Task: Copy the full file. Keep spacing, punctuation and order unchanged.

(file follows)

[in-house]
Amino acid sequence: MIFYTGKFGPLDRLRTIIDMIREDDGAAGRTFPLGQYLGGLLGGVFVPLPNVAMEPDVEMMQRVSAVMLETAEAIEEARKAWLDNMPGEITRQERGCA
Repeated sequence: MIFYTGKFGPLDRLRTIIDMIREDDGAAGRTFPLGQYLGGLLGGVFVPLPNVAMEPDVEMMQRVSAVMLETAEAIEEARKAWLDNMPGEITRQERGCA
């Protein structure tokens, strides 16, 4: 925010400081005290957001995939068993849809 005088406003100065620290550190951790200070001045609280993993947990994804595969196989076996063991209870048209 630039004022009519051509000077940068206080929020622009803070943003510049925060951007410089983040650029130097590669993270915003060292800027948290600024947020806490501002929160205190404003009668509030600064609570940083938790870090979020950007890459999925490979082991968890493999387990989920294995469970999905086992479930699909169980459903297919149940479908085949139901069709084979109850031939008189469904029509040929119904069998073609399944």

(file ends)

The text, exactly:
[in-house]
Amino acid sequence: MIFYTGKFGPLDRLRTIIDMIREDDGAAGRTFPLGQYLGGLLGGVFVPLPNVAMEPDVEMMQRVSAVMLETAEAIEEARKAWLDNMPGEITRQERGCA
Repeated sequence: MIFYTGKFGPLDRLRTIIDMIREDDGAAGRTFPLGQYLGGLLGGVFVPLPNVAMEPDVEMMQRVSAVMLETAEAIEEARKAWLDNMPGEITRQERGCA
């Protein structure tokens, strides 16, 4: 925010400081005290957001995939068993849809 005088406003100065620290550190951790200070001045609280993993947990994804595969196989076996063991209870048209 630039004022009519051509000077940068206080929020622009803070943003510049925060951007410089983040650029130097590669993270915003060292800027948290600024947020806490501002929160205190404003009668509030600064609570940083938790870090979020950007890459999925490979082991968890493999387990989920294995469970999905086992479930699909169980459903297919149940479908085949139901069709084979109850031939008189469904029509040929119904069998073609399944």